I appreciated the fresh take on this play. It didn’t lose any of the original nuances even with the production taking a more contemporary approach with the costumes and characters. The set was minimalistic which complimented the rich dialogue and performers.

The actors were put to the test of making ancient characters feel vital again, which they so powerfully accomplished with venerable moments that left the audience speechless. Muhaddisah Batool’s Clytemnestra is a character who wants vengeance against Jacob Moro’s Agamemnon for the sorrow and torment she feels after losing a daughter. Rooted in angst, she is both a villain and a victim. Batool delivers a standout performance.    

Equally captivating was Rose Donoghue as Iphigenia. Her sweet and innocent demeanor at the beginning made her gruesome sacrifice in the end all the more upsetting and contributed to her haunting presence throughout the play. Iphigenia’s characterization made the audience more sympathetic to Clytemnestra’s loss. Despite Agamemnon being mentioned through dialogue much more than he ever appeared onstage, Moro made his presence known throughout the play.

For theatre historians, fans of Greek theatre, or people looking for a unique opportunity to watch a play that has shaped what we now know about Greek tragedy, Theatre Erindale provided an excellent adaption of Aeschylus’ The Oresteia which ran from November 8-17. The Oresteia lays out a particularly grueling and bloody chapter of Agamemnon and Clytemnestra’s family life right after the end of the Trojan War.

What was especially interesting about this production was how the audience was thrown right into the middle of the action. Instead of simply watching, the audience members were initially guests at the wedding of Iphigenia and Achilles prior to the show and were able to interact with the cast as they roamed around in character. The audience was divided into houses and given leaders to follow throughout the show as it moved from room to room. At times, there were up to seven scenes being performed simultaneously, some even in the same room. We had to concentrate and focus on the different scenes to form the whole story.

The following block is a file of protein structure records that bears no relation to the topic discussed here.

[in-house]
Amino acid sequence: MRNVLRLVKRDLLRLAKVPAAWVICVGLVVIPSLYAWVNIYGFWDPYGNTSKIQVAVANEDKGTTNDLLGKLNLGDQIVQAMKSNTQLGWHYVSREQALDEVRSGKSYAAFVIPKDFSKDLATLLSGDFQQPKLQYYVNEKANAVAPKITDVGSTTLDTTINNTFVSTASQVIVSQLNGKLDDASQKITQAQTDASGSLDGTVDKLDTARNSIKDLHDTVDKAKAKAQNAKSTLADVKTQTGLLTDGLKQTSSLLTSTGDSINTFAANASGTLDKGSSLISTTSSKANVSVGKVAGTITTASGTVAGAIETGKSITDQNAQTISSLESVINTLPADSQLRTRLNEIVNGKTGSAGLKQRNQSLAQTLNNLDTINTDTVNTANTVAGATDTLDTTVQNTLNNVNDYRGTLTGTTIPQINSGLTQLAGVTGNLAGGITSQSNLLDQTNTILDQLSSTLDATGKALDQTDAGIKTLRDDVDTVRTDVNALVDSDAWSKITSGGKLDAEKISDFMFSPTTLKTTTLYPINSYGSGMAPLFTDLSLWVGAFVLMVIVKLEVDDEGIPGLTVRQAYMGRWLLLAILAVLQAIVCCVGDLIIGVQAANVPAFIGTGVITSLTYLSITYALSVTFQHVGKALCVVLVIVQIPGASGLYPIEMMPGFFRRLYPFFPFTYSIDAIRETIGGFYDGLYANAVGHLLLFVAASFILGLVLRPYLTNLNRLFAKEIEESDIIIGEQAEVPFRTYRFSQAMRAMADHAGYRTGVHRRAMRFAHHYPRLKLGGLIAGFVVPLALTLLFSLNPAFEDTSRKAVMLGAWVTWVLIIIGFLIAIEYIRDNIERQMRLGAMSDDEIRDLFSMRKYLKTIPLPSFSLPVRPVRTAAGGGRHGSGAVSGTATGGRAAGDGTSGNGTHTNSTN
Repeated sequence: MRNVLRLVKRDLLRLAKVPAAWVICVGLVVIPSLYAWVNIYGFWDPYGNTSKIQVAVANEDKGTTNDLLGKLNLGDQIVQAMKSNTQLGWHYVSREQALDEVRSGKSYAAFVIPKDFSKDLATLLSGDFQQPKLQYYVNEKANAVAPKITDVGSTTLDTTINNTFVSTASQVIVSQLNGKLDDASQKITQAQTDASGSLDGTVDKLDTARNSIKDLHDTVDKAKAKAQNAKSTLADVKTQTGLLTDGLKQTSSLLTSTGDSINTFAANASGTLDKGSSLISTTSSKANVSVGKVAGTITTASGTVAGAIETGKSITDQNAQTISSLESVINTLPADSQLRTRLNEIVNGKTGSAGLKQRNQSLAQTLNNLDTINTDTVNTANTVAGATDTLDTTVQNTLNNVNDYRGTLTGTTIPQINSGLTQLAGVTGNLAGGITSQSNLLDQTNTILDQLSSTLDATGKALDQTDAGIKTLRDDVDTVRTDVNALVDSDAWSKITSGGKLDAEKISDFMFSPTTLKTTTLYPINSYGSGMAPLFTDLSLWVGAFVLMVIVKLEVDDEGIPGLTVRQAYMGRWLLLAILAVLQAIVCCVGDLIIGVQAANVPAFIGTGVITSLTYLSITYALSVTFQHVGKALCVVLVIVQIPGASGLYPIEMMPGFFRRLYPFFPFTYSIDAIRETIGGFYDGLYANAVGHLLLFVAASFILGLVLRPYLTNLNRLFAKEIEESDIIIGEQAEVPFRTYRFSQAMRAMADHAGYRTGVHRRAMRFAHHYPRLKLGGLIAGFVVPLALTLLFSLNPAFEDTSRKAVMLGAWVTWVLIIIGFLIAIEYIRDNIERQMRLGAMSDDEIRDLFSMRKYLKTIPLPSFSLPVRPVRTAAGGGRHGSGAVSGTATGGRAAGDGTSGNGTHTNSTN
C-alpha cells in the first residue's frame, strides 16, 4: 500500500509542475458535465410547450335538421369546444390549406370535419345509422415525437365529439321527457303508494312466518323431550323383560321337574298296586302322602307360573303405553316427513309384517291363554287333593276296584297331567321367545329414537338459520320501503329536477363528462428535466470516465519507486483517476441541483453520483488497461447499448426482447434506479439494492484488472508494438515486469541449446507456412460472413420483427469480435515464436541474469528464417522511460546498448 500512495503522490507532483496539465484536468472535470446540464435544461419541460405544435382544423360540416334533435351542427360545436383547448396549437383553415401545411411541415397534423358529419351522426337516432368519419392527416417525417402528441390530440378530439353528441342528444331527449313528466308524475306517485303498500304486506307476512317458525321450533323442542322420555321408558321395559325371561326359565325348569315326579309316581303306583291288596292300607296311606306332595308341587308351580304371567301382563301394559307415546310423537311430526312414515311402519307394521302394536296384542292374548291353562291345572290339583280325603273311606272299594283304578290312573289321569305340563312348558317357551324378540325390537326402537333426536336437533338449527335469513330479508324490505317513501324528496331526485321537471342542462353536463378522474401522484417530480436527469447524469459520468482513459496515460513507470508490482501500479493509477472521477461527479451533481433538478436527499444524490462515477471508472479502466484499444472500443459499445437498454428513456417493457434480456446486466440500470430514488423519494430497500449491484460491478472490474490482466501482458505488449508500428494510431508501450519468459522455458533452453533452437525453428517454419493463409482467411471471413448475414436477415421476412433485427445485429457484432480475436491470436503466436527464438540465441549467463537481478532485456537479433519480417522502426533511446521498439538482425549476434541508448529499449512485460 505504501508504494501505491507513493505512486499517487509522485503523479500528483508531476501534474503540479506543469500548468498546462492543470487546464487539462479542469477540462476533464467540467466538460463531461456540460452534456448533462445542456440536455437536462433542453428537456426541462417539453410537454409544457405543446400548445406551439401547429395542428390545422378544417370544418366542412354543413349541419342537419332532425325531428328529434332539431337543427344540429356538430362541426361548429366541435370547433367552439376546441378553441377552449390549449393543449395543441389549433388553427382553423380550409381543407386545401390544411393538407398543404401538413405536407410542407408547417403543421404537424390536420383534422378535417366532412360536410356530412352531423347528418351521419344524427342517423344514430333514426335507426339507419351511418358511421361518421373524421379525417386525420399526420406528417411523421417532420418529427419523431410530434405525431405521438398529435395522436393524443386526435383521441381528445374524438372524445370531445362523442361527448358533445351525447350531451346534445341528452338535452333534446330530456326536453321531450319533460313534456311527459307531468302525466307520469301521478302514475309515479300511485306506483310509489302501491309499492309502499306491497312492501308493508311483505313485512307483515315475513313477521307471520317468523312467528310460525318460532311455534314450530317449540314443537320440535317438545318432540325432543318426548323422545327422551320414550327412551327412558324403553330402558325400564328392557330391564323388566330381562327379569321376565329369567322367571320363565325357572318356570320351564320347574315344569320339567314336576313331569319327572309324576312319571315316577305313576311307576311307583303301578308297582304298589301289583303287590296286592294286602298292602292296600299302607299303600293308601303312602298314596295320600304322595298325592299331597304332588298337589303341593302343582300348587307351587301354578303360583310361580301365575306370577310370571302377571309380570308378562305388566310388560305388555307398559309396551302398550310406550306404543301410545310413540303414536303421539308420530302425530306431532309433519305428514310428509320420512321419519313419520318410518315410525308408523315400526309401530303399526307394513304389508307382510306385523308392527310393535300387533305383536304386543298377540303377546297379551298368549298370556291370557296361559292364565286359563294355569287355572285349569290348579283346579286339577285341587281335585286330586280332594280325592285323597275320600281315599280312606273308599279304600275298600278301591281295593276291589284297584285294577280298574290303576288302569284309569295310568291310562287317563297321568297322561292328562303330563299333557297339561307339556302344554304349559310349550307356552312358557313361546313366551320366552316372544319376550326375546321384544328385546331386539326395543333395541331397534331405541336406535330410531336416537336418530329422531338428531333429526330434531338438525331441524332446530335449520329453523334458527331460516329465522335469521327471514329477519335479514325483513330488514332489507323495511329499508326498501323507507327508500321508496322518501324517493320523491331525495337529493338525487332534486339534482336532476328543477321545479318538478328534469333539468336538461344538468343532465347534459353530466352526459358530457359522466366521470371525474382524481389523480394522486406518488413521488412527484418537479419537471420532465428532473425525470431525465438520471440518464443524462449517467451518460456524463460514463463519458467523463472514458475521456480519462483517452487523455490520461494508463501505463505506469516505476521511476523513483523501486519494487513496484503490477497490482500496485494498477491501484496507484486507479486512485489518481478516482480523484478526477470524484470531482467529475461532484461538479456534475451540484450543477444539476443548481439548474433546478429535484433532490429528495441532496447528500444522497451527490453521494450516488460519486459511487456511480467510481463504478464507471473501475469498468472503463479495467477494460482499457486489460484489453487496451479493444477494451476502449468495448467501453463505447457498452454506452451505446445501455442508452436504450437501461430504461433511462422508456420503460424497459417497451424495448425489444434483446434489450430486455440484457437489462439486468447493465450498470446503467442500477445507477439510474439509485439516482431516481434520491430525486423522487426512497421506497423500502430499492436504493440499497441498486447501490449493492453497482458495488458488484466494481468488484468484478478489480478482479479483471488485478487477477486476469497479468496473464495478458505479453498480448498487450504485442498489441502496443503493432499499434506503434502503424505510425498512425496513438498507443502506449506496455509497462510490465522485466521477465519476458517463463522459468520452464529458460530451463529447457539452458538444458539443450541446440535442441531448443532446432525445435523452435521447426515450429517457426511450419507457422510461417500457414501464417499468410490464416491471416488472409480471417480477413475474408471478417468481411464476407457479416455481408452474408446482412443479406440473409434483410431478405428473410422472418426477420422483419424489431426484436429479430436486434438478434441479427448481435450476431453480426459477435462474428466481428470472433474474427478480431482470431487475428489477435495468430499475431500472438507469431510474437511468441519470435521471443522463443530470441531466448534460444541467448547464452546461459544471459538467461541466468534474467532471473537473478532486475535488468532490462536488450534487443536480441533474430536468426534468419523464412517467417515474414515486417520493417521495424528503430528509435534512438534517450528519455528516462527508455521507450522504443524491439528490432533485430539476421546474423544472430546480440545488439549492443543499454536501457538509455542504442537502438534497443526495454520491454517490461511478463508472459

I really felt immersed in the play as the actors moved throughout the audience, given that there was not an assigned spot for the audience to sit down and watch. This interactive staging in the theatre gave the illusion that the audience was a part of the action as opposed to being  onlookers, effectively shattering the fourth wall. The chorus (which is a pivotal part of Greek theatre) was well put together and arranged. The performers provided a sense of narration for the audience to clarify the main characters’ actions and the overall events.

Due to the unique production style and how the performance was arranged, we were unable to see all the scenes and aspects of the play. There were a few times where one would’ve felt confused during specific scenes because there was not enough context. In retrospect, I think it would be helpful for audiences to have read the original text before seeing the production for a better understanding.

Overall, I was very impressed with the intricacy and elegance in which the play was performed. A long, bloody trilogy can be depressing and frivolous if it isn’t produced properly, but Theatre Erindale did The Oresteia justice. We witnessed the impact of Greek tragedy through moments of heightened emotion and gripping action that left the audience asking, “what truly is justice and who rightfully deserves it?”

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